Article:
Could this be stimulated, as Feaver implies, by a sense of imminent death? A prominent death’s head appears in another recent series featuring a corner of his studio; the same phantasm pops up again in two views from his door, both titled Way Out. “Well,” he replies, “possibly because of my background, I’ve always painted as though I’m going to die tomorrow.”

Frank Auerbach in his studio - Nicola Bensley
Frank Auerbach in his studio - Nicola Bensley

Born in Berlin in 1931 (his father, from a distinguished line of rabbis, was a patent lawyer; his mother had studied art), Auerbach was sent, to evade the Nazis, to Bunce Court, a boarding school surrounded by bluebell woods in Kent, “just before my eighth birthday”. “Then the war started,” he recalls. “And I never saw again a single person that I’d seen before.”

The last postcard he received from his parents arrived in 1942; he subsequently learned that they were killed, probably in Auschwitz. But, he says, “I’d be grateful if you didn’t make too much of it, because it seems to me to be maudlin and unnecessary. Psychiatrists accuse people of being in denial. I find being in denial has worked for me all my life.” When Auerbach received a parcel after the war containing his father’s gold watch, he sold it. “I’ve just forged on,” he says, “and hoped for the best.”

At 16, he arrived in London, which, he says, “was not very far off what pictures of Ukraine look like now. There were bombsites on every street, holes in the ground, shattered buildings. I was very conscious of living in a ruined city.”

Yet, he recalls, “the spirit of Londoners was extraordinary: stoical and admirable. We seemed to keep going on cups of strong tea, Woodbines, and baked beans, with a remarkably uncomplaining spirit. In a sense, we’d been equalised by the war, and by the fact that we’d all survived it.”

Despite the devastation and deprivation, then, does he look back fondly on those post-war years? “I do,” Auerbach replies. “And, of course, I was young. It all seemed an adventure.”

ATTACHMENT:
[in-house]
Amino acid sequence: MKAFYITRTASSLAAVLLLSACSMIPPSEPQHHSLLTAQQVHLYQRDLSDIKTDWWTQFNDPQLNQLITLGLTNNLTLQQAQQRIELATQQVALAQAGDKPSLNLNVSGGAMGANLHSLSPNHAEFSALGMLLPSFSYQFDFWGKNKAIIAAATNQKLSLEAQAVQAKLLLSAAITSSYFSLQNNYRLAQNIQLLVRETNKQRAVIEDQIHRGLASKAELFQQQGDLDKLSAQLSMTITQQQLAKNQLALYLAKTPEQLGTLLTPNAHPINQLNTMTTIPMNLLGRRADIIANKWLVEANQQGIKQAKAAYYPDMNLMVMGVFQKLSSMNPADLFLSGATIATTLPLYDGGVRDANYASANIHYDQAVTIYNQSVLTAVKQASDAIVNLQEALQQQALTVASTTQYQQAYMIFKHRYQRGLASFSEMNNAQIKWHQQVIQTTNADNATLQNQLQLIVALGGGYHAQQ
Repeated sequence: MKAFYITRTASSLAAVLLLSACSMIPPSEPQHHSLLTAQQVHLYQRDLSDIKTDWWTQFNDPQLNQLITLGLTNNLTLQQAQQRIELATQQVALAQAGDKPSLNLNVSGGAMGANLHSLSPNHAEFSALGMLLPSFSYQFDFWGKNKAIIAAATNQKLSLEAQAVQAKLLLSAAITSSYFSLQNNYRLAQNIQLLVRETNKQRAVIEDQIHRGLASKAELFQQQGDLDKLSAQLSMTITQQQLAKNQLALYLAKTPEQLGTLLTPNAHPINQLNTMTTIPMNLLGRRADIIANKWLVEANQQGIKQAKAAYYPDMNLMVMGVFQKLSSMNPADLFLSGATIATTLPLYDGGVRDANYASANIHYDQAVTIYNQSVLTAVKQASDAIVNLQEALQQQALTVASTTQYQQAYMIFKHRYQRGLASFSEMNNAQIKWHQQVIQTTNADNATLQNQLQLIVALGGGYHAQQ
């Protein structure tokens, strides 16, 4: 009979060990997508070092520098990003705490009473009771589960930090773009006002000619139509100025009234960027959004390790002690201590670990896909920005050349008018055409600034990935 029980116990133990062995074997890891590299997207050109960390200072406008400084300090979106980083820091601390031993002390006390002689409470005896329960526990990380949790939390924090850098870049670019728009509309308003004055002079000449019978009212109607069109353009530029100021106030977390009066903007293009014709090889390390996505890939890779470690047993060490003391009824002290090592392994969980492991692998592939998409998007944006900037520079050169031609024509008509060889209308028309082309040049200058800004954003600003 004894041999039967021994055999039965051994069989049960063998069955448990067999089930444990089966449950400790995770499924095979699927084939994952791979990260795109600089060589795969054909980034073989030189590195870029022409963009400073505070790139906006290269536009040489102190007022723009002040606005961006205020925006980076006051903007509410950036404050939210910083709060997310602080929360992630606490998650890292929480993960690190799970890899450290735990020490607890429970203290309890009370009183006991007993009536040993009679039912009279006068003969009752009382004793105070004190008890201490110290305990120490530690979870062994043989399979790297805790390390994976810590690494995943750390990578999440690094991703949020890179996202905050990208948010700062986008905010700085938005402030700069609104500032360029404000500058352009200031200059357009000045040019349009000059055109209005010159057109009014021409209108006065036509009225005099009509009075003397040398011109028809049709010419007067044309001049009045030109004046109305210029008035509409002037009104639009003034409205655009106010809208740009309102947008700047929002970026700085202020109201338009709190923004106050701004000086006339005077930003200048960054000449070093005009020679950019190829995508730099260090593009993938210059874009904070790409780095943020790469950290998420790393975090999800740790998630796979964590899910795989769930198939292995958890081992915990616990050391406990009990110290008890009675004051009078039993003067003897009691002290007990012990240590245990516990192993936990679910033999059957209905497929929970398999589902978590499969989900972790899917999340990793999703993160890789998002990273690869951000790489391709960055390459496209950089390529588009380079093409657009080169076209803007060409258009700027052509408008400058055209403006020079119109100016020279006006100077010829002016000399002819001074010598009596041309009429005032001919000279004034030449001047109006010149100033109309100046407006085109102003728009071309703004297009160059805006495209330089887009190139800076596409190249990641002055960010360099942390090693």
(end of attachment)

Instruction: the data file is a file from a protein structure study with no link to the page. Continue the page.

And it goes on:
Frank Auerbach's Head of E.O.W. (1972)
Frank Auerbach's Head of E.O.W. (1972)

To begin with, Auerbach tried his hand at acting. While, though, “I kid myself that if I had persisted, I might have become a proper actor,” his efforts were, he says, “very superficial – and it wasn’t long before all my energies went into trying to paint.” In 1952, having already trained under David Bomberg and studied at St Martin’s, he started at the Royal College of Art, alongside Bridget Riley and Peter Blake.

In those days, Auerbach recalls, “it was assumed that one would have an endless struggle in one’s life: I was told there were no more than 50 people in England making a living by painting.” Yet, “by the time that [David] Hockney and [RB] Kitaj came to the college, only about five years after me, the spirit had changed – and there was a feeling that people could communicate with the public, and live by the brush.”

Hockney found success quickly – but, Auerbach says, “I was never envious of anybody.” Today, he even thinks of Hockney “as head of the profession, in a sense. I think we’re jolly lucky to have him: somebody as prolific and active and questioning appears very rarely in English art.”

The show at Piano Nobile explores Auerbach’s obsession with depicting the human head, which began, he tells me, in the early Fifties, when “I started painting one person I was very closely involved with”: Estella West, a widow (and mother of three children) in her thirties, whom he’d met a few years earlier while acting in a production in which she also had a role. For a while, Auerbach lodged in the basement of her house in Earl’s Court; the affair they began lasted 25 years. West, says Auerbach, “was good enough to sit for me three nights a week, and I found it was more interesting to do than to paint anything I cared about less.” (In his titles, she is always identified by her initials, “E.O.W.”) At the time, he was also “aware”, he says, “that empathetic images of the human head had disappeared from current painting. And I wanted to fill that gap.”